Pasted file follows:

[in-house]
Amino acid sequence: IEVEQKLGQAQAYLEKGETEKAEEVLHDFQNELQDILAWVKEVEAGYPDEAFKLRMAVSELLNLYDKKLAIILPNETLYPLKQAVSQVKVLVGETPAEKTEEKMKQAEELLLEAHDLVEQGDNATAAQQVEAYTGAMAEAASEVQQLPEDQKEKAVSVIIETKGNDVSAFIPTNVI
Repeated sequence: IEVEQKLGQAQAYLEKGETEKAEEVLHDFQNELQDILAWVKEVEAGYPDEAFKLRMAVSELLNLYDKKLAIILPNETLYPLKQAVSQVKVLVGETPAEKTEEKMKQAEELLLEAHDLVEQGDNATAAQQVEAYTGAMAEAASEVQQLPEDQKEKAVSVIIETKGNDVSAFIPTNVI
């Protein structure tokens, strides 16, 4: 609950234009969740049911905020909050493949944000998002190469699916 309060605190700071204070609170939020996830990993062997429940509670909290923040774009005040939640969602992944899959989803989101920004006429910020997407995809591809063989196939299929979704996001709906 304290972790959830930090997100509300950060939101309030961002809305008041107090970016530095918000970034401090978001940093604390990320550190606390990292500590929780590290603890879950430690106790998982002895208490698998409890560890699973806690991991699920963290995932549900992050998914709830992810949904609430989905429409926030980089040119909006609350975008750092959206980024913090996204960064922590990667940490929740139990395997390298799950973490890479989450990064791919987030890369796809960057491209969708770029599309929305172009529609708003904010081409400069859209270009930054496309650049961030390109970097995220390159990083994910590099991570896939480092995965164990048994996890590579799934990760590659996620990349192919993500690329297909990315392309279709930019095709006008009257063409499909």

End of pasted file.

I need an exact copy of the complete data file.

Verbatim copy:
[in-house]
Amino acid sequence: IEVEQKLGQAQAYLEKGETEKAEEVLHDFQNELQDILAWVKEVEAGYPDEAFKLRMAVSELLNLYDKKLAIILPNETLYPLKQAVSQVKVLVGETPAEKTEEKMKQAEELLLEAHDLVEQGDNATAAQQVEAYTGAMAEAASEVQQLPEDQKEKAVSVIIETKGNDVSAFIPTNVI
Repeated sequence: IEVEQKLGQAQAYLEKGETEKAEEVLHDFQNELQDILAWVKEVEAGYPDEAFKLRMAVSELLNLYDKKLAIILPNETLYPLKQAVSQVKVLVGETPAEKTEEKMKQAEELLLEAHDLVEQGDNATAAQQVEAYTGAMAEAASEVQQLPEDQKEKAVSVIIETKGNDVSAFIPTNVI
């Protein structure tokens, strides 16, 4: 609950234009969740049911905020909050493949944000998002190469699916 309060605190700071204070609170939020996830990993062997429940509670909290923040774009005040939640969602992944899959989803989101920004006429910020997407995809591809063989196939299929979704996001709906 304290972790959830930090997100509300950060939101309030961002809305008041107090970016530095918000970034401090978001940093604390990320550190606390990292500590929780590290603890879950430690106790998982002895208490698998409890560890699973806690991991699920963290995932549900992050998914709830992810949904609430989905429409926030980089040119909006609350975008750092959206980024913090996204960064922590990667940490929740139990395997390298799950973490890479989450990064791919987030890369796809960057491209969708770029599309929305172009529609708003904010081409400069859209270009930054496309650049961030390109970097995220390159990083994910590099991570896939480092995965164990048994996890590579799934990760590659996620990349192919993500690329297909990315392309279709930019095709006008009257063409499909």